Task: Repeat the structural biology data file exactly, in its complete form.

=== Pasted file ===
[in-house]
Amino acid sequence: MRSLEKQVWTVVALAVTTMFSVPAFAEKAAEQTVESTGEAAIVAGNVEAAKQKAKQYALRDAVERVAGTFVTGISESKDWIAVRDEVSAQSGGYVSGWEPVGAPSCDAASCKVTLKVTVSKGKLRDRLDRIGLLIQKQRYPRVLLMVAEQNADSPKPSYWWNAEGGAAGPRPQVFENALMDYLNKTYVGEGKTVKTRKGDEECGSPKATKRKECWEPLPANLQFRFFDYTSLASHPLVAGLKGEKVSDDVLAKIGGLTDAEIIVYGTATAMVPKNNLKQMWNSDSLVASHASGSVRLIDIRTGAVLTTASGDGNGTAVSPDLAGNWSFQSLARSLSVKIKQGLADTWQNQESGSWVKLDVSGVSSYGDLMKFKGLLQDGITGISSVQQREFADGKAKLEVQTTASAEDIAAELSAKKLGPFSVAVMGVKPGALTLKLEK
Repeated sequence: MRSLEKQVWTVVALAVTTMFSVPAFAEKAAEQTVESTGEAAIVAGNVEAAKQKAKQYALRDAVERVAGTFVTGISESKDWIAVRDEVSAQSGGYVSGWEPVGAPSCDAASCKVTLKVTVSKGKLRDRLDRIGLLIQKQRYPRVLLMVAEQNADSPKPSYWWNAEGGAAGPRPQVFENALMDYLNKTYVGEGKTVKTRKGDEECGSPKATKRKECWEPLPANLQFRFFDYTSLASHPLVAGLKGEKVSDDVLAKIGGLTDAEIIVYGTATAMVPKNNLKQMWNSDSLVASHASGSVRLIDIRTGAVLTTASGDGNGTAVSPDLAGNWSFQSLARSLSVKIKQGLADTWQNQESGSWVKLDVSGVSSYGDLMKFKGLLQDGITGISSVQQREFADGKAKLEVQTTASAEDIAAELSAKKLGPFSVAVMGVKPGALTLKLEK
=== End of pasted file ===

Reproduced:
[in-house]
Amino acid sequence: MRSLEKQVWTVVALAVTTMFSVPAFAEKAAEQTVESTGEAAIVAGNVEAAKQKAKQYALRDAVERVAGTFVTGISESKDWIAVRDEVSAQSGGYVSGWEPVGAPSCDAASCKVTLKVTVSKGKLRDRLDRIGLLIQKQRYPRVLLMVAEQNADSPKPSYWWNAEGGAAGPRPQVFENALMDYLNKTYVGEGKTVKTRKGDEECGSPKATKRKECWEPLPANLQFRFFDYTSLASHPLVAGLKGEKVSDDVLAKIGGLTDAEIIVYGTATAMVPKNNLKQMWNSDSLVASHASGSVRLIDIRTGAVLTTASGDGNGTAVSPDLAGNWSFQSLARSLSVKIKQGLADTWQNQESGSWVKLDVSGVSSYGDLMKFKGLLQDGITGISSVQQREFADGKAKLEVQTTASAEDIAAELSAKKLGPFSVAVMGVKPGALTLKLEK
Repeated sequence: MRSLEKQVWTVVALAVTTMFSVPAFAEKAAEQTVESTGEAAIVAGNVEAAKQKAKQYALRDAVERVAGTFVTGISESKDWIAVRDEVSAQSGGYVSGWEPVGAPSCDAASCKVTLKVTVSKGKLRDRLDRIGLLIQKQRYPRVLLMVAEQNADSPKPSYWWNAEGGAAGPRPQVFENALMDYLNKTYVGEGKTVKTRKGDEECGSPKATKRKECWEPLPANLQFRFFDYTSLASHPLVAGLKGEKVSDDVLAKIGGLTDAEIIVYGTATAMVPKNNLKQMWNSDSLVASHASGSVRLIDIRTGAVLTTASGDGNGTAVSPDLAGNWSFQSLARSLSVKIKQGLADTWQNQESGSWVKLDVSGVSSYGDLMKFKGLLQDGITGISSVQQREFADGKAKLEVQTTASAEDIAAELSAKKLGPFSVAVMGVKPGALTLKLEK